To improve every day, you’ll likely need to weather some frustrating workouts, take a few steps back to jump forward, and rid yourself of some pigheaded old habits. So do it. Take a deep breath, stow your bullshit, chalk your hands and move on to Step 2.


Make an appointment to talk with your CrossFit coach about your goals. He or she is an expert who is invested in your health, wellness and overall fitness. You are about to climb Mount Thruster, and your coach is your Sherpa. He or she will help you make a realistic plan for improving your fitness.


Make a note of any movements you avoid because you don’t like them or can’t do them. Now commit to attending classes in which these movements show up. If you hate running, you need to run. If you’d rather lift, show up on pull-up day. You get the idea. Your cherry-picking days are over. Castro and life do not care what you don’t like.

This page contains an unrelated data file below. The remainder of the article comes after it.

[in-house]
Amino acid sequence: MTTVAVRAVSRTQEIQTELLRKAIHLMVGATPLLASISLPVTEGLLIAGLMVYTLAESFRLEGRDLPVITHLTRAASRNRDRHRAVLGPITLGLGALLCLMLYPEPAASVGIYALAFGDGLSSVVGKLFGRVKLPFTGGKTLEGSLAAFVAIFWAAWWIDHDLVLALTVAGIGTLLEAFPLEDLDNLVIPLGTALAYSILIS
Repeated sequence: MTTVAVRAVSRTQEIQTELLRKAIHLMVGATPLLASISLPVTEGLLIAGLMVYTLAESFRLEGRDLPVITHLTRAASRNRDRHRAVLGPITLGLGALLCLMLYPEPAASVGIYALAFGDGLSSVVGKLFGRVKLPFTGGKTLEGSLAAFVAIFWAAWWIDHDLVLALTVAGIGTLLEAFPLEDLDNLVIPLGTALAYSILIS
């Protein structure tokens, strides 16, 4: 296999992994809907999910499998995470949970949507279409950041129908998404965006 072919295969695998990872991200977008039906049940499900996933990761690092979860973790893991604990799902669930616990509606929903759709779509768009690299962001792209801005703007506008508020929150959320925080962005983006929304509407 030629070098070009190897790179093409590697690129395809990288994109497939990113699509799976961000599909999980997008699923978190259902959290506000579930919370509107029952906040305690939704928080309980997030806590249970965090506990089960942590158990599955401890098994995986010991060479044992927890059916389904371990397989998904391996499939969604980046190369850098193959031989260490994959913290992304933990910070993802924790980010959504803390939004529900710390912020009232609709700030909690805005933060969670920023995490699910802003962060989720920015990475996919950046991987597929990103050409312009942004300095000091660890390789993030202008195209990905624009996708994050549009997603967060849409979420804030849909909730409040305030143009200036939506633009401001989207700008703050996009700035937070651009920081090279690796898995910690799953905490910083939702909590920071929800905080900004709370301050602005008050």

For example, if you have a deadlift PR of 450 lb. but struggled to get through 55 deadlifts at 225, you need to be lacing up your Nanos on conditioning day. If you’re good at chest-to-bar pull-ups but found yourself on the wrong side of the 8-minute cut-off in 17.3, you likely need show up when it’s time to move light or medium-heavy barbells quickly.

For movements you can’t do—usually handstand push-ups, ring and bar muscle-ups and double-unders—book a few one-on-one sessions with a coach who will provide you with drills and progressions. Then practice these progressions regularly at appropriate times. That means you need to stick to your coach’s plan—don’t be the driven but misguided person who ignores all advice and tears his or her hands attempting wild bar muscle-ups at the end of every single class.

It should be said again: Stick to the plan.


This is not optional. If you want to get fitter, you need to eat nutritious food. You can put a very fine point on the pencil if you desire, but here’s the crayon version: Eat more vegetables and less sugar, and stop drinking so much.